South Korea’s spy chief has proposed a summit of the leaders of the United States, Japan and the two Koreas during the Tokyo Olympics next year, the Chosun Ilbo newspaper reported on Wednesday.
Reuters: Park Jie-won made the proposal in Japan, where he arrived on Sunday for his first trip as head of the National Intelligence Service (NIS) aimed at improving relations strained by a feud over compensation for Koreans forced to work for Japanese firms during its 1910-45 colonial rule.
Park suggested the summit during a Tuesday meeting with new Japanese Prime Minister Yoshihide Suga, saying it could take up the issues of North Korea’s denuclearisation and the abduction of Japanese citizens by North Korean agents, the newspaper said.
Japan’s relations with both North and South Korea have long been difficult, largely because of its colonisation of the Korean peninsula.
Park conveyed South Korean President Moon Jae-in’s willingness to normalise ties with Japan, for which he said there needed to be some Japanese apology or expression of regret for the wartime forced labour, the newspaper said.
South Korea’s Yonhap news agency reported that Park had suggested that Moon and Suga announce a new declaration to build on a 1998 joint pledge of a “future-oriented relationship”.
“Both leaders are strongly willing to resolve current issues,” the news agency quoted Park as saying.
North Korean leader Kim Jong Un’s attendance at such a summit would be a landmark. The NIS declined to comment on the reports.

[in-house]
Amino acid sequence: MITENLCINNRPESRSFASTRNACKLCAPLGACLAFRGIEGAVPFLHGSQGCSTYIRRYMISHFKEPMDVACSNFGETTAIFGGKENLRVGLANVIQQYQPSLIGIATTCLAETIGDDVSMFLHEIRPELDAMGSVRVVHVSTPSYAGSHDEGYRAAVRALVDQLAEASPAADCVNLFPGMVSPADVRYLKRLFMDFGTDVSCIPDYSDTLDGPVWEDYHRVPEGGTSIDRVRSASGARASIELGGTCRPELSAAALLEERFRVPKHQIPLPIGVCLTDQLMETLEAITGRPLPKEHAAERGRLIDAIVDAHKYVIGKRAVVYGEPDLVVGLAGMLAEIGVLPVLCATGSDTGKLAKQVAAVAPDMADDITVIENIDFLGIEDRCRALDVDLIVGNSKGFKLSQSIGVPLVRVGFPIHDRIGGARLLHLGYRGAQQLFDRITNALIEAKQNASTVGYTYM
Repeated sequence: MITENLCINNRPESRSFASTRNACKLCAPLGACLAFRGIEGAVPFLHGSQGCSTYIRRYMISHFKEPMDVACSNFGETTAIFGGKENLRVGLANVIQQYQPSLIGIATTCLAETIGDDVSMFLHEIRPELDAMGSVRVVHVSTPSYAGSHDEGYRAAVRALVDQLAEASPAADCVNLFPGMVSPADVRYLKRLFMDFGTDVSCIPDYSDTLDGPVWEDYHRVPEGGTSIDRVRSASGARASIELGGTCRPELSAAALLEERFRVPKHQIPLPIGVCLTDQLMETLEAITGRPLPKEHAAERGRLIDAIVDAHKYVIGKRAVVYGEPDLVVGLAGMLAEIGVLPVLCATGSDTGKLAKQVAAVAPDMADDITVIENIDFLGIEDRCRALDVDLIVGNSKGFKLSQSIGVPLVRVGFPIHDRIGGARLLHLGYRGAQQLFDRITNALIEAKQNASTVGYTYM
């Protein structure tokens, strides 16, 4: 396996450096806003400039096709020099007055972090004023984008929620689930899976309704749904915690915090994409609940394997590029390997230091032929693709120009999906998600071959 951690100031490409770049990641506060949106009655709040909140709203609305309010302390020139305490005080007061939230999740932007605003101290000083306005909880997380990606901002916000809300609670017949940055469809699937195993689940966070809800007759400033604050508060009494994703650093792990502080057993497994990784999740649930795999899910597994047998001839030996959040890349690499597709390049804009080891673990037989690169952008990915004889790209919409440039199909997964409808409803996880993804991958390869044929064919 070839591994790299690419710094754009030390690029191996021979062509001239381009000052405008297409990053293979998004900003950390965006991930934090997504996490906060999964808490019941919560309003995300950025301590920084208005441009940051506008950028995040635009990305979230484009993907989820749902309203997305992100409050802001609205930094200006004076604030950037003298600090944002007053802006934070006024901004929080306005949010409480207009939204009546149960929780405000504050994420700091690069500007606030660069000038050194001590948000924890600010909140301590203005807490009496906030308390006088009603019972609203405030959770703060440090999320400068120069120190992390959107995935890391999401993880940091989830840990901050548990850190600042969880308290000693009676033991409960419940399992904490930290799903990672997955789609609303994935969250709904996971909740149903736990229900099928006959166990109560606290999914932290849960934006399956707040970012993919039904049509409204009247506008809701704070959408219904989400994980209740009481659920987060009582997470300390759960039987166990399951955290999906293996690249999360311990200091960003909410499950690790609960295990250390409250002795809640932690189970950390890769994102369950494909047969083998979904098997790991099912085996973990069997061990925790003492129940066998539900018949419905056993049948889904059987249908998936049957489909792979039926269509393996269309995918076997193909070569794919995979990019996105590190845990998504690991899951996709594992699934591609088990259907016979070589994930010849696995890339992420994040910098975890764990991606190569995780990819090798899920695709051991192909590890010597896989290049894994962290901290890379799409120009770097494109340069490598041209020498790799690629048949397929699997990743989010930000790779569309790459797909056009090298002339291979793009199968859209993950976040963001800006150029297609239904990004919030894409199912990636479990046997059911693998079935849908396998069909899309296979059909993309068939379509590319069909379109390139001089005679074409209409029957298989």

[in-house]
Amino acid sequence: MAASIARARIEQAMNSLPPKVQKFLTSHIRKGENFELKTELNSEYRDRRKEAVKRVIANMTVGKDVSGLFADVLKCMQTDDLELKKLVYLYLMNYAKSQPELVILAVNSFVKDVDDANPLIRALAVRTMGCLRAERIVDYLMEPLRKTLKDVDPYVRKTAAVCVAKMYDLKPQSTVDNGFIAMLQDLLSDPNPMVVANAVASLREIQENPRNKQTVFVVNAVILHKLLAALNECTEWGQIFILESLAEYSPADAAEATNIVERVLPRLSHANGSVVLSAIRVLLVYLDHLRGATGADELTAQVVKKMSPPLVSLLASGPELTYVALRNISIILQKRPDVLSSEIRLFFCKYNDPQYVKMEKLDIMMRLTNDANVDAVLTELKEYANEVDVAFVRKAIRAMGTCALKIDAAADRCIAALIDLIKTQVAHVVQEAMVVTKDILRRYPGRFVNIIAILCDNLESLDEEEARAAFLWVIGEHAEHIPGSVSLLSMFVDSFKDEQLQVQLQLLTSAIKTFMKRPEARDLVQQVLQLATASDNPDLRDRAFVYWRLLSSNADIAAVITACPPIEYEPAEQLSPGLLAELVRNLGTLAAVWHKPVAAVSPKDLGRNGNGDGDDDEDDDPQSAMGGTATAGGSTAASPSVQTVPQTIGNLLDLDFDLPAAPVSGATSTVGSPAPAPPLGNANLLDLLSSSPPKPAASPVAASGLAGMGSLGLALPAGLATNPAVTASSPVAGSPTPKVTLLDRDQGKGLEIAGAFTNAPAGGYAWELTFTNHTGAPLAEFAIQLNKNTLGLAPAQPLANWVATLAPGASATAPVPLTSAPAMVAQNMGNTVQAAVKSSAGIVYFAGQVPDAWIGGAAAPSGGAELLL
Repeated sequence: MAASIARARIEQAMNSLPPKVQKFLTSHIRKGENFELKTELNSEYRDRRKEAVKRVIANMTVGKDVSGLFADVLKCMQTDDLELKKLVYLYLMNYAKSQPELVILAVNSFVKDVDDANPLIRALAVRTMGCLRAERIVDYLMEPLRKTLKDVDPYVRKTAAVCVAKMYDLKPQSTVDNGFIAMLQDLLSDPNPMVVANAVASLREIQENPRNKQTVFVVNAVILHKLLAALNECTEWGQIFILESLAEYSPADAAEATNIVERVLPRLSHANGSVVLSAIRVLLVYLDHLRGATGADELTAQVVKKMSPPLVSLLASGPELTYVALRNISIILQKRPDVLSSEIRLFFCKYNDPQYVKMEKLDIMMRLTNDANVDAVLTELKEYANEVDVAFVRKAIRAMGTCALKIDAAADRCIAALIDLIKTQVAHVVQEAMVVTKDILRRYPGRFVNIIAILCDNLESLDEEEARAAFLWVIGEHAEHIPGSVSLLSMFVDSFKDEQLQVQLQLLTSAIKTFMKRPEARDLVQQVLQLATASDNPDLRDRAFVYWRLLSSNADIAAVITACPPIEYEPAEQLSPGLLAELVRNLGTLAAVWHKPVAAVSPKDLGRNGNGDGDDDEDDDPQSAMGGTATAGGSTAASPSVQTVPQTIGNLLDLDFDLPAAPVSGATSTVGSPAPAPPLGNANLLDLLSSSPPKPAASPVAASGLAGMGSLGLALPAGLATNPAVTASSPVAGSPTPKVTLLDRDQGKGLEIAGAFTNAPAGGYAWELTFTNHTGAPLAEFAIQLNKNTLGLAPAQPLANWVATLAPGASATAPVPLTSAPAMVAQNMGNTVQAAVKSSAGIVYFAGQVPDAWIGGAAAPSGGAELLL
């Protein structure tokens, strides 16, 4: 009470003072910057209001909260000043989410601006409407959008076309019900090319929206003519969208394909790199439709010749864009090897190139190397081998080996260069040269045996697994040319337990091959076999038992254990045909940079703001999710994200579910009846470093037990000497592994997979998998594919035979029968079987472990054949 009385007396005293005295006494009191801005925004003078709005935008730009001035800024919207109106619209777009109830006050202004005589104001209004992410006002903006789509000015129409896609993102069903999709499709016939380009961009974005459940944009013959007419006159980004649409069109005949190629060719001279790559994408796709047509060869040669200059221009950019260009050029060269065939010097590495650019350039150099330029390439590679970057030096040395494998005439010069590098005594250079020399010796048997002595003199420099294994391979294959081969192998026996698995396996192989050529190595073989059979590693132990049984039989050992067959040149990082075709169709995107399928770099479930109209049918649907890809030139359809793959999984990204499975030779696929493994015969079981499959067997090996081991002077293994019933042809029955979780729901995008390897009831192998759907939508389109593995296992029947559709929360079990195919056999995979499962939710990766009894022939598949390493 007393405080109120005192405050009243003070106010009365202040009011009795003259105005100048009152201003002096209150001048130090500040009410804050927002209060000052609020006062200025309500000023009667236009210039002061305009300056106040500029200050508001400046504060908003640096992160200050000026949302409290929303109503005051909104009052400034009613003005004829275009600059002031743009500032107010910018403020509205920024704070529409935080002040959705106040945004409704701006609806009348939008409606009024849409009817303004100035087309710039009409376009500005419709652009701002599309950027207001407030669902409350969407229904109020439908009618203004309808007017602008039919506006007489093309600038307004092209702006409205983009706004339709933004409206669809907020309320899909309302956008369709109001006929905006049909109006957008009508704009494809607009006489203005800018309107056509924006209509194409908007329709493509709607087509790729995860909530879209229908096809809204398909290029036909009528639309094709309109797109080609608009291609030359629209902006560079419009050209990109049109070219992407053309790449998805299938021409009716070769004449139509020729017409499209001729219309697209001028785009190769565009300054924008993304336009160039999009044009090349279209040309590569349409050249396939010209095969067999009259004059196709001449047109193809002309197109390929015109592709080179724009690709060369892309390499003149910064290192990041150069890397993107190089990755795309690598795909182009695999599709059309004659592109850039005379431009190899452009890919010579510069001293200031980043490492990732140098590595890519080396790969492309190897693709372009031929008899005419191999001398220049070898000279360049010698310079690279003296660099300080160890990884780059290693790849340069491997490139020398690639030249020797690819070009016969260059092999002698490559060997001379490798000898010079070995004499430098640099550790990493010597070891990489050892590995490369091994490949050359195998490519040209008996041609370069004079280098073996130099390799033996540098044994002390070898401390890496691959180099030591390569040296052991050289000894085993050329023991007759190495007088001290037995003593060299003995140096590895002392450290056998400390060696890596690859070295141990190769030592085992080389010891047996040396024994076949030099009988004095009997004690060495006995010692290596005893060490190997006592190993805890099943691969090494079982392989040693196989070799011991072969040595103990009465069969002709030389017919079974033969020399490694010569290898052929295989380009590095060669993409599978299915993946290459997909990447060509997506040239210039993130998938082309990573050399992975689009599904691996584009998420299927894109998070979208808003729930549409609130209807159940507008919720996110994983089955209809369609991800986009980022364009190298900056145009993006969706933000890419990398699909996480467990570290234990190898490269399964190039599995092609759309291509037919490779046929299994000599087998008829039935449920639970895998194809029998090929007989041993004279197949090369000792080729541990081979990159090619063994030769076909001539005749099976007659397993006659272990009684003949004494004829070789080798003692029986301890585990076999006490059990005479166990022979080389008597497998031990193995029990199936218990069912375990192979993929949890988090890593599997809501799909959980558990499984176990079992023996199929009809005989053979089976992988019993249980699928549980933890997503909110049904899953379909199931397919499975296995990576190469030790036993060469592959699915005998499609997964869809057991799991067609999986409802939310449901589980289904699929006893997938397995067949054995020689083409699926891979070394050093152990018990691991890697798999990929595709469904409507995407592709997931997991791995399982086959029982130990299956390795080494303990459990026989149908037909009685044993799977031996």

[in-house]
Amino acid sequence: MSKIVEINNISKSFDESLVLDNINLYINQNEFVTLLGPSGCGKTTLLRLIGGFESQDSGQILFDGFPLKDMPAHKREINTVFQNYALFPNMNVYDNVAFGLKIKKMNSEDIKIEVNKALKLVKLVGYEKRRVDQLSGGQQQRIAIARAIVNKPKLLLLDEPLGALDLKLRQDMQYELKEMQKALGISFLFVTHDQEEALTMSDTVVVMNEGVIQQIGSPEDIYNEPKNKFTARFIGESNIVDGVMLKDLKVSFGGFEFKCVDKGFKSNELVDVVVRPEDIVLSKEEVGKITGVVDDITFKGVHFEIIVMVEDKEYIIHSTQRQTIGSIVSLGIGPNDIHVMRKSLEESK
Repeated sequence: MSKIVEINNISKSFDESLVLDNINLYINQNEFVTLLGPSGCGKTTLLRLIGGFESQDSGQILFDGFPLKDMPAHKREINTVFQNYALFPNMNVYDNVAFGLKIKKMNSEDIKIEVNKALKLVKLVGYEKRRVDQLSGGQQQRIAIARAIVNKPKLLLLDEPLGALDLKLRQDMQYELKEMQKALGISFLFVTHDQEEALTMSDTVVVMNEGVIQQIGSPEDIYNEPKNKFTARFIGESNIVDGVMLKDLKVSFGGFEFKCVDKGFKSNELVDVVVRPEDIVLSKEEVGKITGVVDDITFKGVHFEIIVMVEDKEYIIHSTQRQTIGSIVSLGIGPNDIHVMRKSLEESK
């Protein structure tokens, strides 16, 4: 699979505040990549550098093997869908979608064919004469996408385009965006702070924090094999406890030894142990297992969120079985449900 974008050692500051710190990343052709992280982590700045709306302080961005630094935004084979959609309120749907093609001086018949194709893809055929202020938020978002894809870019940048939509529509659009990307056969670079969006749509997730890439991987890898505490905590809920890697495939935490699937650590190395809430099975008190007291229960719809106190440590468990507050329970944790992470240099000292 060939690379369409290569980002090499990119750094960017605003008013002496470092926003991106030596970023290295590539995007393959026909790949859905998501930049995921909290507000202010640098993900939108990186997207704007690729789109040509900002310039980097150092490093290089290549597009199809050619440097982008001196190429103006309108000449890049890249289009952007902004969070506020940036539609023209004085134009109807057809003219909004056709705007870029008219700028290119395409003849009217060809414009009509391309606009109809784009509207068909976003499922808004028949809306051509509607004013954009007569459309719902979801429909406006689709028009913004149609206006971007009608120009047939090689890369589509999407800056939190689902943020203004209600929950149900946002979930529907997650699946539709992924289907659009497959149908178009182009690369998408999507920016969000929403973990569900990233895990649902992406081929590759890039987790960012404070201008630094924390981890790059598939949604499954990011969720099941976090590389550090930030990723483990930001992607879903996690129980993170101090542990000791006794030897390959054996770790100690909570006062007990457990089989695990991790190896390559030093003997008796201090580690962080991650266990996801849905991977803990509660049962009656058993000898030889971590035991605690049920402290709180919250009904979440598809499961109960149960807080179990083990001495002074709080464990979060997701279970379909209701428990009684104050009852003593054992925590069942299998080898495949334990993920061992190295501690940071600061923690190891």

As the coronavirus pandemic rocks international commerce, knock-on effects are being felt in poor corners of the world like Albania, where chromium miners have nowhere to sell their goods due to a drop off in purchases from China, AFP reports.
The Balkan country’s chromium sector is entirely dependent on exports, leaving the men and women who extract it at the mercy of world prices.
“These last few months have been very difficult with the pandemic, the fear of losing our work,” says Florent Veseli, a 33-year-old drilling inside a cold, damp mine under a mountain in the Bulqize region.
“If the mine closes, we will have nothing left, we will no longer be able to feed our families.”
Chromium, a hard metal used chiefly to make stainless steel, has been a struggling commodity for more than two years owing to a shrinking appetite from leading consumer China. A trade war between Washington and Beijing had also injected volatility into the market.
But Covid-19 “dealt the final blow” because “many industries at the end of the value chain have slowed down,” Sheraz Neffati, executive director of the International Chromium Development Association, told AFP.